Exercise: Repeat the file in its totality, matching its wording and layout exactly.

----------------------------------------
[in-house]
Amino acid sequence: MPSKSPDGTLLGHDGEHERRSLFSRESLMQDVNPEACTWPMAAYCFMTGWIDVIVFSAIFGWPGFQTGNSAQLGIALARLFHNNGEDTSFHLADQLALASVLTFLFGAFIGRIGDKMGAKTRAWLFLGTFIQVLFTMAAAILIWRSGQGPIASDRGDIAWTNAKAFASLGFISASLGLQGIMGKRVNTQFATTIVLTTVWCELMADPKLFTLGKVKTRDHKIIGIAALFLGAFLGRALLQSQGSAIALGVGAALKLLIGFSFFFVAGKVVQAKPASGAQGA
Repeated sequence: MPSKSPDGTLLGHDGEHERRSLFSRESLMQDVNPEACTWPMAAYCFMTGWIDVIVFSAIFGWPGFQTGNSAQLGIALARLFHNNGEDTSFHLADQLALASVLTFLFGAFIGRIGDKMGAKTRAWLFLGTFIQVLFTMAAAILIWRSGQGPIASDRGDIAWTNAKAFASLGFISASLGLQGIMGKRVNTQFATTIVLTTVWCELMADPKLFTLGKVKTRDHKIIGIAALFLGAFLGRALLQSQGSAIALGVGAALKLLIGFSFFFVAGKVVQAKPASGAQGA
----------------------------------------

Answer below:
[in-house]
Amino acid sequence: MPSKSPDGTLLGHDGEHERRSLFSRESLMQDVNPEACTWPMAAYCFMTGWIDVIVFSAIFGWPGFQTGNSAQLGIALARLFHNNGEDTSFHLADQLALASVLTFLFGAFIGRIGDKMGAKTRAWLFLGTFIQVLFTMAAAILIWRSGQGPIASDRGDIAWTNAKAFASLGFISASLGLQGIMGKRVNTQFATTIVLTTVWCELMADPKLFTLGKVKTRDHKIIGIAALFLGAFLGRALLQSQGSAIALGVGAALKLLIGFSFFFVAGKVVQAKPASGAQGA
Repeated sequence: MPSKSPDGTLLGHDGEHERRSLFSRESLMQDVNPEACTWPMAAYCFMTGWIDVIVFSAIFGWPGFQTGNSAQLGIALARLFHNNGEDTSFHLADQLALASVLTFLFGAFIGRIGDKMGAKTRAWLFLGTFIQVLFTMAAAILIWRSGQGPIASDRGDIAWTNAKAFASLGFISASLGLQGIMGKRVNTQFATTIVLTTVWCELMADPKLFTLGKVKTRDHKIIGIAALFLGAFLGRALLQSQGSAIALGVGAALKLLIGFSFFFVAGKVVQAKPASGAQGA